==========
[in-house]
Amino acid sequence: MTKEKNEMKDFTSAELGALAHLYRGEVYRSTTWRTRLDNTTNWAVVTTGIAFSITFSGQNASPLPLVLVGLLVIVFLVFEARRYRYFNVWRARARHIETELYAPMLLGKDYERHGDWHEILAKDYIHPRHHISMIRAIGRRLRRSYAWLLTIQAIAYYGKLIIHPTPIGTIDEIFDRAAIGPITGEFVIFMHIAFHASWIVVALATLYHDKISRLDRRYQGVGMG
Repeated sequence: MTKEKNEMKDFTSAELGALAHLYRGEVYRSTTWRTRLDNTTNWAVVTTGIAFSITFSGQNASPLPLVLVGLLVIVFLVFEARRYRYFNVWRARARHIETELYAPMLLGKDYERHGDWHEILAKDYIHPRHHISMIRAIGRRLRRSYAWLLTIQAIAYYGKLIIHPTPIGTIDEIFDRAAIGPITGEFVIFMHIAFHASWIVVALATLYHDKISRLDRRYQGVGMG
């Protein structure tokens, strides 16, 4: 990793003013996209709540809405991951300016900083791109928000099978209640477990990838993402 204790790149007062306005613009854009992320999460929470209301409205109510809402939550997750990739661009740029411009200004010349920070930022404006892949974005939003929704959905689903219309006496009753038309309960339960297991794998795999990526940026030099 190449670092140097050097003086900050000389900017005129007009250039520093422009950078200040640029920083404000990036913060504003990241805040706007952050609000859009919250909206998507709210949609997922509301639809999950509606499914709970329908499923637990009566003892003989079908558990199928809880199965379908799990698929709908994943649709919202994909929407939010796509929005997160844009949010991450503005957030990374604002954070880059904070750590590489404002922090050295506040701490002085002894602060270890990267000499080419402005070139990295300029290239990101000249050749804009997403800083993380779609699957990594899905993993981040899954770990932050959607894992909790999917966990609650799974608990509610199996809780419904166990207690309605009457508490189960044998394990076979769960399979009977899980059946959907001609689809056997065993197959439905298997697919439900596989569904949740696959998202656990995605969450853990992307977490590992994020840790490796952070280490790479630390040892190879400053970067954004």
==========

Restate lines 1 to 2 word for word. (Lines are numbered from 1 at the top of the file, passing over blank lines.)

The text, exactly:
[in-house]
Amino acid sequence: MTKEKNEMKDFTSAELGALAHLYRGEVYRSTTWRTRLDNTTNWAVVTTGIAFSITFSGQNASPLPLVLVGLLVIVFLVFEARRYRYFNVWRARARHIETELYAPMLLGKDYERHGDWHEILAKDYIHPRHHISMIRAIGRRLRRSYAWLLTIQAIAYYGKLIIHPTPIGTIDEIFDRAAIGPITGEFVIFMHIAFHASWIVVALATLYHDKISRLDRRYQGVGMG